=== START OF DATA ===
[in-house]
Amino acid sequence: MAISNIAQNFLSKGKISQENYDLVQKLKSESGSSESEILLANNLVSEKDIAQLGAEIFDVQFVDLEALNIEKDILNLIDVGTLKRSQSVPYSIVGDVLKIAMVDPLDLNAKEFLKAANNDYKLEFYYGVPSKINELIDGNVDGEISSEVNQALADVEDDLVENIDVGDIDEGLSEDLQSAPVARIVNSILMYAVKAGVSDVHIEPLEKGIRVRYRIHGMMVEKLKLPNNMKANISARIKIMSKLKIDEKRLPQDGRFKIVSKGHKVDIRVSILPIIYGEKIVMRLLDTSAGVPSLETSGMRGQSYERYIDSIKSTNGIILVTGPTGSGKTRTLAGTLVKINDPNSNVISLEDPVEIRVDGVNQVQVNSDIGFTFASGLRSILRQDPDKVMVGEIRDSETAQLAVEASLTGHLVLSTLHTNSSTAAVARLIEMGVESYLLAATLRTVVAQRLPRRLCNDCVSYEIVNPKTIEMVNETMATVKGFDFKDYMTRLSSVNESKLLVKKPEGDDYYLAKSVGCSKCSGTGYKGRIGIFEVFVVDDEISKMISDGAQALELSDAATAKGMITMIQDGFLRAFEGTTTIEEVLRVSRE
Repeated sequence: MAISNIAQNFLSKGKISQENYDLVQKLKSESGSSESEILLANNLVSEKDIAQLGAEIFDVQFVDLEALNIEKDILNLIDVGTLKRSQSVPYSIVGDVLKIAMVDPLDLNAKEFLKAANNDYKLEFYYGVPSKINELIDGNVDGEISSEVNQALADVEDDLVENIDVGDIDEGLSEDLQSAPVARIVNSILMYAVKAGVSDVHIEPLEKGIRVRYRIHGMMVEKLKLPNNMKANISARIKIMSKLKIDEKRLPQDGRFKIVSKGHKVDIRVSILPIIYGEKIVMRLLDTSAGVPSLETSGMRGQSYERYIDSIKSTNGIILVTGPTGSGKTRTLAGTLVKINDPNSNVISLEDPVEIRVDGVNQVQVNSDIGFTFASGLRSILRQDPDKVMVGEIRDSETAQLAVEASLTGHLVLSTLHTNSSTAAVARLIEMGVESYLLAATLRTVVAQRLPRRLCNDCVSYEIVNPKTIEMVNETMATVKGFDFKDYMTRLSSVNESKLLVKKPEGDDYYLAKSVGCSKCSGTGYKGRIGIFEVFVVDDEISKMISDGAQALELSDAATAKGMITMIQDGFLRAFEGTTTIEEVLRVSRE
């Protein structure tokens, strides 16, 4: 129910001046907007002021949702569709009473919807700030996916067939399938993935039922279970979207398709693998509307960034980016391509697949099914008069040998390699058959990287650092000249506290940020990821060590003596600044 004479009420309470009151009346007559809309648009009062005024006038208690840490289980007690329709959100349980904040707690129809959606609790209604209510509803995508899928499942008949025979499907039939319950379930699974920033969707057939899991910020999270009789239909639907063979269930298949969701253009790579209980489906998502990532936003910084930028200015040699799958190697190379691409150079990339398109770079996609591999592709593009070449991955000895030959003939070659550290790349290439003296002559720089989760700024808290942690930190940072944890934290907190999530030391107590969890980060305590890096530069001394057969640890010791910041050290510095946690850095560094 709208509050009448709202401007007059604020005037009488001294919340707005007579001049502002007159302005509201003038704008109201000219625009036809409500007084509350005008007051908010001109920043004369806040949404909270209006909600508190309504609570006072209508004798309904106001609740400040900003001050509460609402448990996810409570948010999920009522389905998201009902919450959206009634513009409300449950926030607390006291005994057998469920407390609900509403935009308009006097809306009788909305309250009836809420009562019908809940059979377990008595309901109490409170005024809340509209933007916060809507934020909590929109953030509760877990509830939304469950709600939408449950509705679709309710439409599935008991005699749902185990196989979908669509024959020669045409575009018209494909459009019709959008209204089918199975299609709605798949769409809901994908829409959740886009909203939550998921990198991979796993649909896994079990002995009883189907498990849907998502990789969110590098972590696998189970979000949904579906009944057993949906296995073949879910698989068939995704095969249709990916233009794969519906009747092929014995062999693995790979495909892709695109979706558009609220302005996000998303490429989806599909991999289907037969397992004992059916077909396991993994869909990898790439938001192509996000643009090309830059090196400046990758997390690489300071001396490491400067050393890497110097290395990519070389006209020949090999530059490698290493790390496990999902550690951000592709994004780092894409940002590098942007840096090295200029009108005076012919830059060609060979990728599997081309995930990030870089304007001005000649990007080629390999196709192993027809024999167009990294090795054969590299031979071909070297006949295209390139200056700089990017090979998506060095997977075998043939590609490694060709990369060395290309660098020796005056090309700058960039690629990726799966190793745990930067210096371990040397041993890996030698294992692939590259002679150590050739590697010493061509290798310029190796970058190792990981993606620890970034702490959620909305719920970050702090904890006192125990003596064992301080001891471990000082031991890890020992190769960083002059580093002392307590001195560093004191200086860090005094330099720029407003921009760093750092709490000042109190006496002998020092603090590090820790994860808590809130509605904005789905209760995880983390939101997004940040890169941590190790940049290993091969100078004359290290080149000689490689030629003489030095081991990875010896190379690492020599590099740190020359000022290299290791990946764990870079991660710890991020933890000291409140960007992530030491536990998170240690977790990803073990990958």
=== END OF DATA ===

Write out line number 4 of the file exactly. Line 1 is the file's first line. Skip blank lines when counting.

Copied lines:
């Protein structure tokens, strides 16, 4: 129910001046907007002021949702569709009473919807700030996916067939399938993935039922279970979207398709693998509307960034980016391509697949099914008069040998390699058959990287650092000249506290940020990821060590003596600044 004479009420309470009151009346007559809309648009009062005024006038208690840490289980007690329709959100349980904040707690129809959606609790209604209510509803995508899928499942008949025979499907039939319950379930699974920033969707057939899991910020999270009789239909639907063979269930298949969701253009790579209980489906998502990532936003910084930028200015040699799958190697190379691409150079990339398109770079996609591999592709593009070449991955000895030959003939070659550290790349290439003296002559720089989760700024808290942690930190940072944890934290907190999530030391107590969890980060305590890096530069001394057969640890010791910041050290510095946690850095560094 709208509050009448709202401007007059604020005037009488001294919340707005007579001049502002007159302005509201003038704008109201000219625009036809409500007084509350005008007051908010001109920043004369806040949404909270209006909600508190309504609570006072209508004798309904106001609740400040900003001050509460609402448990996810409570948010999920009522389905998201009902919450959206009634513009409300449950926030607390006291005994057998469920407390609900509403935009308009006097809306009788909305309250009836809420009562019908809940059979377990008595309901109490409170005024809340509209933007916060809507934020909590929109953030509760877990509830939304469950709600939408449950509705679709309710439409599935008991005699749902185990196989979908669509024959020669045409575009018209494909459009019709959008209204089918199975299609709605798949769409809901994908829409959740886009909203939550998921990198991979796993649909896994079990002995009883189907498990849907998502990789969110590098972590696998189970979000949904579906009944057993949906296995073949879910698989068939995704095969249709990916233009794969519906009747092929014995062999693995790979495909892709695109979706558009609220302005996000998303490429989806599909991999289907037969397992004992059916077909396991993994869909990898790439938001192509996000643009090309830059090196400046990758997390690489300071001396490491400067050393890497110097290395990519070389006209020949090999530059490698290493790390496990999902550690951000592709994004780092894409940002590098942007840096090295200029009108005076012919830059060609060979990728599997081309995930990030870089304007001005000649990007080629390999196709192993027809024999167009990294090795054969590299031979071909070297006949295209390139200056700089990017090979998506060095997977075998043939590609490694060709990369060395290309660098020796005056090309700058960039690629990726799966190793745990930067210096371990040397041993890996030698294992692939590259002679150590050739590697010493061509290798310029190796970058190792990981993606620890970034702490959620909305719920970050702090904890006192125990003596064992301080001891471990000082031991890890020992190769960083002059580093002392307590001195560093004191200086860090005094330099720029407003921009760093750092709490000042109190006496002998020092603090590090820790994860808590809130509605904005789905209760995880983390939101997004940040890169941590190790940049290993091969100078004359290290080149000689490689030629003489030095081991990875010896190379690492020599590099740190020359000022290299290791990946764990870079991660710890991020933890000291409140960007992530030491536990998170240690977790990803073990990958």